had netted more than $1 million in 11
days. He said another $1.5 million to $2
million is expected before the Nov. 4
election.
Carter and Republican presidential
nominee Reagan each get $29.4 million
in public funding to run their own cam-
paigns just because they are nominees
of the two major political parties. In
addition, the Democratic and
Republican parties are permitted to
raise and spend a maximum of $4.6

million each for campaign purposes.
IN PENNSYLVANIA yesterday, Car-
ter depicted Reagan as a foe of social
programs, the minimum wage and
medical care for the aged. "Those of
you who are interested in the Social
Security system should be deeply con-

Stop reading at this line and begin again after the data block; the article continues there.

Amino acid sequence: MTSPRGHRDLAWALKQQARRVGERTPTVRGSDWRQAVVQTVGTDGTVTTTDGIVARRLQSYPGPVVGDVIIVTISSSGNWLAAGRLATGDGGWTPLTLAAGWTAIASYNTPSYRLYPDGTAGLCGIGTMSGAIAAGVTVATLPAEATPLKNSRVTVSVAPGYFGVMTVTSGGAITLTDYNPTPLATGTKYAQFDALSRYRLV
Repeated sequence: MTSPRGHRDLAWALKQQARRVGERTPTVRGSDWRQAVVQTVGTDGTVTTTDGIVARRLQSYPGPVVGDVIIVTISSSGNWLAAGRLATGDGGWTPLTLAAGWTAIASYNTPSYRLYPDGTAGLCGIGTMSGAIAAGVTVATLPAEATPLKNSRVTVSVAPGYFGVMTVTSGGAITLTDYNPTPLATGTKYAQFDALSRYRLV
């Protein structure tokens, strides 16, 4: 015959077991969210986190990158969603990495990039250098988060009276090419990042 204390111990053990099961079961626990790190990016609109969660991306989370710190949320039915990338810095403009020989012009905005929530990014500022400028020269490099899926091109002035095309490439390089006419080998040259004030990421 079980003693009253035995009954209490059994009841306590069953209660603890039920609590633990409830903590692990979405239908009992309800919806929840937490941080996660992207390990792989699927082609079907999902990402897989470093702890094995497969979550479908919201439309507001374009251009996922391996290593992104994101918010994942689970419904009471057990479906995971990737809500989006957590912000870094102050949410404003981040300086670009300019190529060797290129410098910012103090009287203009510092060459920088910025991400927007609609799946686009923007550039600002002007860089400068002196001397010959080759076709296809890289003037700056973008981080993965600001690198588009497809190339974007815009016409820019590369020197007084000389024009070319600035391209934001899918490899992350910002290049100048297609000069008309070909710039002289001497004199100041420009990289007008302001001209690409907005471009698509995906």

cerned about the four different times
when my opponent has called for a
voluntary system.. .," Carter said. The
president said that would destroy Social
Security.
He also said that Reagan began his
political career campaigning against
Medicare.

ims victory in air attack on Iraq

Hammadi said Iran incited the conflict
by attempting to export its Islamic
revolution and destablize the Persian
Gulf region.
IRANIAN SPECIAL envoy Ali Shams
Ardakani asked the council to postpone
further deliberations until Rajai
arrives. The council adjourned until
Friday.
Ambassador William J. vanden
Heuvel, deputy chief U.S. delegate to
the United Nations, hailed Rajai's im-
pending arrival as a signal of Iran's

"willingness to come back to the com-
munity of nations."
The American envoy indicated the
United States would not ratise. the issue
of the 52 American hostages during the
council debate on the Iran-Iraq conflict.
The issue, Vanden Heuvel said, "would
be handled carefully at the highest level
of our government" so as to avoid
jeopardizing the hostages.
Yesterday's council meeting, which
lasted little more than an hour; marked